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New Year, New Beginning at White River Valley Middle School

  • Before the start of the new school year, framed photos of Whitcomb High School graduates rest against lockers of the new White River Valley Middle School in Bethel, Vt., on Aug. 7, 2018. (Valley News - Jennifer Hauck) Copyright Valley News. May not be reprinted or used online without permission. Send requests to Jennifer Hauck

  • Jessica Rhoades, of South Royalton, Vt., looks at the class schedule with her daughter Natalie Irish during an ice cream social at the White River Valley Middle School in Bethel, Vt., on Aug. 27, 2018. Middle school teacher Tony Snow, left, helps explain the schedule. Natalie will be a sixth-grader at the newly-formed school. (Valley News - Jennifer Hauck) Copyright Valley News. May not be reprinted or used online without permission. Send requests to

  • Toshia Rogers, of Royalton, Vt., kisses her son Malachi French-Dyer, a sixth-grader, goodbye on his first day of school at the White River Valley Middle School in Bethel, Vt., on Aug.29, 2018. (Valley News - Jennifer Hauck) Copyright Valley News. May not be reprinted or used online without permission. Send requests to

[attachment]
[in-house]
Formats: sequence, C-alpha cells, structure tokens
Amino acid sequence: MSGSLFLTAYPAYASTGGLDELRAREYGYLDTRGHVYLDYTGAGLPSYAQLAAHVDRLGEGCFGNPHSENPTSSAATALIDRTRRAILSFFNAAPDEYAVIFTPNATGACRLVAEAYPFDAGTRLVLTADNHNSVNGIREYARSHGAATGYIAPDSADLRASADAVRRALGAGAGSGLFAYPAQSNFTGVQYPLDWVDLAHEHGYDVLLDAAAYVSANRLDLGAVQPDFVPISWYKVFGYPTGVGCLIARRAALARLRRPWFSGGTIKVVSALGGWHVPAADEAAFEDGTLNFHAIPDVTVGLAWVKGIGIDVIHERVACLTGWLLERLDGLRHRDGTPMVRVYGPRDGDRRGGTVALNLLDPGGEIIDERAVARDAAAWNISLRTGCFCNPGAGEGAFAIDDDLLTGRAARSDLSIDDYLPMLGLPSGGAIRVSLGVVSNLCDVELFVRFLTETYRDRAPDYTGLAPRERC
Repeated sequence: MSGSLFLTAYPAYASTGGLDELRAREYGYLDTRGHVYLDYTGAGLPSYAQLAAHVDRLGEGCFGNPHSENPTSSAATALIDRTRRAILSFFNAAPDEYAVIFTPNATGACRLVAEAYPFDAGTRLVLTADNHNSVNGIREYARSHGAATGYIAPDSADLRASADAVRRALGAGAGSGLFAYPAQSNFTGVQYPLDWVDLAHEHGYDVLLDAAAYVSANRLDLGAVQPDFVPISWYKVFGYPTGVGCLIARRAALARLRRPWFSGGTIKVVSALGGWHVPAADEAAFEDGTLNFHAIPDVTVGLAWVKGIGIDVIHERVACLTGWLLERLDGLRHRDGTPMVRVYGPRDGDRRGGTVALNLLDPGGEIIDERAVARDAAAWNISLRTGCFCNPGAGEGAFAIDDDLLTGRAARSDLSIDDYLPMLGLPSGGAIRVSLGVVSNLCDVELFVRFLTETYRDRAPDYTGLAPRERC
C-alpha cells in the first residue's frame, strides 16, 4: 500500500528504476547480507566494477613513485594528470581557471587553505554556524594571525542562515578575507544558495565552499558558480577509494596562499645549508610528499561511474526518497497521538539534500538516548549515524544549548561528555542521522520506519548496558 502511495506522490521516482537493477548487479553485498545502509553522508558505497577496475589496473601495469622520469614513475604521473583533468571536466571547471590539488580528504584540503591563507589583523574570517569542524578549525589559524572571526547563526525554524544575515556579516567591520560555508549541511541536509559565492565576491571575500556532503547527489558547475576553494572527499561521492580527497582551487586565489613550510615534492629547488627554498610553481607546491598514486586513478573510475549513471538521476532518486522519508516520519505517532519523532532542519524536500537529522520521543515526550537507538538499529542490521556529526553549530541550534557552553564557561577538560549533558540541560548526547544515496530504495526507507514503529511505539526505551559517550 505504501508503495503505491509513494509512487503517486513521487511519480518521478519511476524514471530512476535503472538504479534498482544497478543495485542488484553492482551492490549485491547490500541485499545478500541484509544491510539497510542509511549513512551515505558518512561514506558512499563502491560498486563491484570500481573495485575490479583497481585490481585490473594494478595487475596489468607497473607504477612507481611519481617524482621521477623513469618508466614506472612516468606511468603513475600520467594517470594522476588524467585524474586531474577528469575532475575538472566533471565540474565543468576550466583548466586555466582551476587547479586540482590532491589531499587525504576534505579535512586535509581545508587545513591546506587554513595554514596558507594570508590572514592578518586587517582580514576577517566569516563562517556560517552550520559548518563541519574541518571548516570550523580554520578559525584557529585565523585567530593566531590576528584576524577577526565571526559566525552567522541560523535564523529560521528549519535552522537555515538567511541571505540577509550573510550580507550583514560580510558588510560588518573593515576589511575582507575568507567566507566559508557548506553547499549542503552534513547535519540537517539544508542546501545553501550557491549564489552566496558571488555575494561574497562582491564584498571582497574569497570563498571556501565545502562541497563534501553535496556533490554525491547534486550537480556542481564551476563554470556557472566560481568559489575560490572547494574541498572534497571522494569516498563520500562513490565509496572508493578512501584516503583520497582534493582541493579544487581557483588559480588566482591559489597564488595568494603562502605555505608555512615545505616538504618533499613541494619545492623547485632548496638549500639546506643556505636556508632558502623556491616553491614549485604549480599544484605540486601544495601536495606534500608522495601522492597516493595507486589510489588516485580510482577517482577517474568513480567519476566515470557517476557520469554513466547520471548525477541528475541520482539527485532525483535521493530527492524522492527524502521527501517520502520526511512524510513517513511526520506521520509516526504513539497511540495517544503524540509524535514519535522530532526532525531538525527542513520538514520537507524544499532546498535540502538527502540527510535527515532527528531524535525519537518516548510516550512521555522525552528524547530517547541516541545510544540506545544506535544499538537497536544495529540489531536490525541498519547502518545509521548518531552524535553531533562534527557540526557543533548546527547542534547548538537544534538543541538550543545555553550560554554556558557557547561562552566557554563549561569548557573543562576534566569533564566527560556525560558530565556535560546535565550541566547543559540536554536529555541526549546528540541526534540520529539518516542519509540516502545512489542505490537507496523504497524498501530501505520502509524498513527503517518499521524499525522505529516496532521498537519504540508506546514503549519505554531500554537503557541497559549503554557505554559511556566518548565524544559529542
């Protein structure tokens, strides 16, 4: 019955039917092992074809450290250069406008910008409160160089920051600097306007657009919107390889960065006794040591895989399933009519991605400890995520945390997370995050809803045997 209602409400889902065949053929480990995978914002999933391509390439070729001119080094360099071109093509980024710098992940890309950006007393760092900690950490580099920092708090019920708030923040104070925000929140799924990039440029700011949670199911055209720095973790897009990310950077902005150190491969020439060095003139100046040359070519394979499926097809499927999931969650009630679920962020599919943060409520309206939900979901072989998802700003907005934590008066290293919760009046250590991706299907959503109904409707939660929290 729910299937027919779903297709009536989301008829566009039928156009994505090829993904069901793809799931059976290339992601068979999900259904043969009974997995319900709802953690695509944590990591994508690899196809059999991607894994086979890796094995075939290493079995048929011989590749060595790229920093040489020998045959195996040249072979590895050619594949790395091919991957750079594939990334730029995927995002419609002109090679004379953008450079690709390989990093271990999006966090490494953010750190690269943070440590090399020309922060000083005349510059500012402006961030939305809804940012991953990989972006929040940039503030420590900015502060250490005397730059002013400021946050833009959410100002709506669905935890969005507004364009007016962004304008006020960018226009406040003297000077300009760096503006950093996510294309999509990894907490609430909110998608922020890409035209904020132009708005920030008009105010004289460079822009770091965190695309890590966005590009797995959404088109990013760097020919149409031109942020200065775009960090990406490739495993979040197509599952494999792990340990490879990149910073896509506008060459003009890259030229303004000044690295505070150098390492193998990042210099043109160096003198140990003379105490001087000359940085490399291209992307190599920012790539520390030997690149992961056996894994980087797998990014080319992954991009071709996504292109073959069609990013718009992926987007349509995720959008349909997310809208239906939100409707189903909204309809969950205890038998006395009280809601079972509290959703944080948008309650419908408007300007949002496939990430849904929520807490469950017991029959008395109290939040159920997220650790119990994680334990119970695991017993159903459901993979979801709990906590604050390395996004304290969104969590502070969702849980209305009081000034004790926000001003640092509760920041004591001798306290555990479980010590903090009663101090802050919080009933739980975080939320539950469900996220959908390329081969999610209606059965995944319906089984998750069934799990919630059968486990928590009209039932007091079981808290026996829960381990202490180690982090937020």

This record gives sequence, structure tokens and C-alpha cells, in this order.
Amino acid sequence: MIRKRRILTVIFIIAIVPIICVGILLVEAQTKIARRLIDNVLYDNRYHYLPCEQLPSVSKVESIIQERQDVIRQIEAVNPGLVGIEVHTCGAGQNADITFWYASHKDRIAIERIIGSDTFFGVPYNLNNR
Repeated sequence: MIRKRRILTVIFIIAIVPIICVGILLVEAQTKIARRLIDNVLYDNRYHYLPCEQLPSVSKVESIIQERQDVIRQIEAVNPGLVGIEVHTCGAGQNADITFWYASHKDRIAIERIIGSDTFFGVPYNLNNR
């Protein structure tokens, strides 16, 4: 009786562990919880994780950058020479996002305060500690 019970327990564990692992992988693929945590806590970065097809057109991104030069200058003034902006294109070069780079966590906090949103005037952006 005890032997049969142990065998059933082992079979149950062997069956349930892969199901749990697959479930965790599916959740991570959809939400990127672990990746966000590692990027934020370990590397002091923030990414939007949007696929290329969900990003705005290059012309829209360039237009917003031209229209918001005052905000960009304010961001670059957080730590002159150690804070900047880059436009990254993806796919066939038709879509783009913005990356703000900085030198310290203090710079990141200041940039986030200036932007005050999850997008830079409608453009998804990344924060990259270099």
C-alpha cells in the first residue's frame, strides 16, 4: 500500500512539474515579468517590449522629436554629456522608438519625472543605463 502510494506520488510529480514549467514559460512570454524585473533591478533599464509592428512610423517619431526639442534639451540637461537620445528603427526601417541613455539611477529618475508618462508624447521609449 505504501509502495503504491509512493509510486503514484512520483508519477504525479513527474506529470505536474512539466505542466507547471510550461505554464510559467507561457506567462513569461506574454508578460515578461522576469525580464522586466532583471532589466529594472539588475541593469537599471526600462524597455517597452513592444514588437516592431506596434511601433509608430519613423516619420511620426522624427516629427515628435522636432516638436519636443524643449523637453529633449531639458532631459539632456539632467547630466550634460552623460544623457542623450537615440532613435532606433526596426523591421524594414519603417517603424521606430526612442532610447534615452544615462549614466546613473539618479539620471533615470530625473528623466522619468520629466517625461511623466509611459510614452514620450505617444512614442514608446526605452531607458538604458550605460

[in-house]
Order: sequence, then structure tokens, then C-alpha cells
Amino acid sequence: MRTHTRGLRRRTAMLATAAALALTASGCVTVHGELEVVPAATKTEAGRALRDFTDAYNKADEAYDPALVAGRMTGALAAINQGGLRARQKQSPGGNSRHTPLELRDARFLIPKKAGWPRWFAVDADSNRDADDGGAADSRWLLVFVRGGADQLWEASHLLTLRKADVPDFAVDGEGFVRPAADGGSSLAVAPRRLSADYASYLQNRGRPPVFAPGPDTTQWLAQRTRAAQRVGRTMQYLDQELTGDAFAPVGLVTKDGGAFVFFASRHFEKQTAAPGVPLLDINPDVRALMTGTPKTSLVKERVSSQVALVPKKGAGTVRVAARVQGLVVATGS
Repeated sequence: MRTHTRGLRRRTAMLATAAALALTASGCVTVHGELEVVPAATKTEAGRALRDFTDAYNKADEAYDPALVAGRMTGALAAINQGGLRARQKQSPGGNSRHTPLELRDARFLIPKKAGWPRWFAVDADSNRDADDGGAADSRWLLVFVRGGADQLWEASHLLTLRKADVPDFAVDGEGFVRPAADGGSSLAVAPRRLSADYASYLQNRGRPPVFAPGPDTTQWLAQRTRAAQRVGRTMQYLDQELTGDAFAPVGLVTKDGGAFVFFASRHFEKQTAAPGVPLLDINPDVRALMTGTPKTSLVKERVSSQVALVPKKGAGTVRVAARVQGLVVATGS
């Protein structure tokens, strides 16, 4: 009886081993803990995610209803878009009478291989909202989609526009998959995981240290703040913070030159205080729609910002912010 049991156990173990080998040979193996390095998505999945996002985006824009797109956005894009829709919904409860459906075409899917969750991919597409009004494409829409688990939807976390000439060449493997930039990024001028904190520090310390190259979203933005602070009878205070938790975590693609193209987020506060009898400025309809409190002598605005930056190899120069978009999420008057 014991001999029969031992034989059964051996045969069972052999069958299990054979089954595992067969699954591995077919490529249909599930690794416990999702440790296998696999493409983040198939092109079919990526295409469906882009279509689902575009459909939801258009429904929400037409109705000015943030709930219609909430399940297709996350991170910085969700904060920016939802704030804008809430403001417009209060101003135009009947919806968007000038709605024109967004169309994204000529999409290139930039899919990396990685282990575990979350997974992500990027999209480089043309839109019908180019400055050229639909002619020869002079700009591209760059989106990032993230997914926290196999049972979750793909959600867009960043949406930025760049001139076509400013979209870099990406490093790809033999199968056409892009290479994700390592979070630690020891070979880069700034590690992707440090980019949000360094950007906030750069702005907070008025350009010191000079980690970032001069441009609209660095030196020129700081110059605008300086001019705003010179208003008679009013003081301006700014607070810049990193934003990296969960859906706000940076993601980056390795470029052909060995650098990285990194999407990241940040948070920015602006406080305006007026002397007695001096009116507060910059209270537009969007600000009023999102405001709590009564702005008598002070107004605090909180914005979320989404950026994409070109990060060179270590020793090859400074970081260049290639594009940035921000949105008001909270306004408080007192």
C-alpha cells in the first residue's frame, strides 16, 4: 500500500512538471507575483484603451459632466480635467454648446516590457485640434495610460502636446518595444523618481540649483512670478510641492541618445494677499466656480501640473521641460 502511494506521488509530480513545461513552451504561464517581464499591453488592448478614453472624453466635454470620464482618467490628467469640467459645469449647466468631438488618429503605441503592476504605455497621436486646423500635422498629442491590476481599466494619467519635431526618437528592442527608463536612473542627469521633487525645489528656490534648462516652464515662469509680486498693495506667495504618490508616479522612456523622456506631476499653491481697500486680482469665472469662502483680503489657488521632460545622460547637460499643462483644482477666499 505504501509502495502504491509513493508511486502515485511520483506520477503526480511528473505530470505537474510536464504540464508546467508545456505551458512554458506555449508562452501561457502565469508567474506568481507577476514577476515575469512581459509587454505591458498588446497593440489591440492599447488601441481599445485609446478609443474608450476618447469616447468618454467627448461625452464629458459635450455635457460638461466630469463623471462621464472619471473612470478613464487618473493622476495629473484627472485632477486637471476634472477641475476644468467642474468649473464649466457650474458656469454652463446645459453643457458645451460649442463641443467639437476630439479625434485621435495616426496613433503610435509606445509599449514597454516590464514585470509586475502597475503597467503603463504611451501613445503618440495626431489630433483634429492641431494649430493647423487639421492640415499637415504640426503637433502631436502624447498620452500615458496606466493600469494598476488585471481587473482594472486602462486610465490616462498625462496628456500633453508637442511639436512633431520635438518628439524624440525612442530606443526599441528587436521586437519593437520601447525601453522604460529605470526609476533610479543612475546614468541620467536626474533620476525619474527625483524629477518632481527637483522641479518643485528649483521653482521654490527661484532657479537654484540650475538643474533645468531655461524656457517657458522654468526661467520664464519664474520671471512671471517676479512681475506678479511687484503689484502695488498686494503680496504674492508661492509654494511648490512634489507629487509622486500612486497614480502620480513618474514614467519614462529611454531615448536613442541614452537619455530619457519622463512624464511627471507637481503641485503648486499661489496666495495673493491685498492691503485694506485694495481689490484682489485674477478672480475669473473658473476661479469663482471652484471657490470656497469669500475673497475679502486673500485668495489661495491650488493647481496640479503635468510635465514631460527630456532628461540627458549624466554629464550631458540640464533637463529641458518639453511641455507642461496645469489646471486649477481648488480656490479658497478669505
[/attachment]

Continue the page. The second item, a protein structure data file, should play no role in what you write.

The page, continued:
• White River Valley Middle School teachers Shannon Bonsignore and Andy West usher sixth-grader Sonny Snelling, of Bethel, Vt., into Bonsignore's morning music class after Snelling and his classmates were misdirected between classes on the first day of school in Bethel on Aug. 29, 2018. South Royalton and Bethel students are attending the merged middle school for the first time this school year. (Valley News - Jennifer Hauck) Copyright Valley News. May not be reprinted or used online without permission. Send requests to Valley News photographs — Jennifer Hauck

  • White River Valley Middle School seventh-graders, from left, Dylan Slack, Makenzie Kill and Kellan Ballou, all of Bethel, Vt., unpack new woodworking tools to be used in the shop building on the Bethel campus during their first day of school on Aug. 29, 2018. Located in a new building, it is the first time Bethel students have a shop class, and also for 6th-graders attending from South Royalton. (Valley News - Jennifer Hauck) Copyright Valley News. May not be reprinted or used online without permission. Send requests to Jennifer Hauck

  • White River Valley Middle School eighth-grader Ayden Dumont, of South Royalton, Vt., and his classmates try their combination locks after getting locker assignments on the first day of school in Bethel, Vt., on Aug. 29, 2018. (Valley News - Jennifer Hauck) Copyright Valley News. May not be reprinted or used online without permission. Send requests to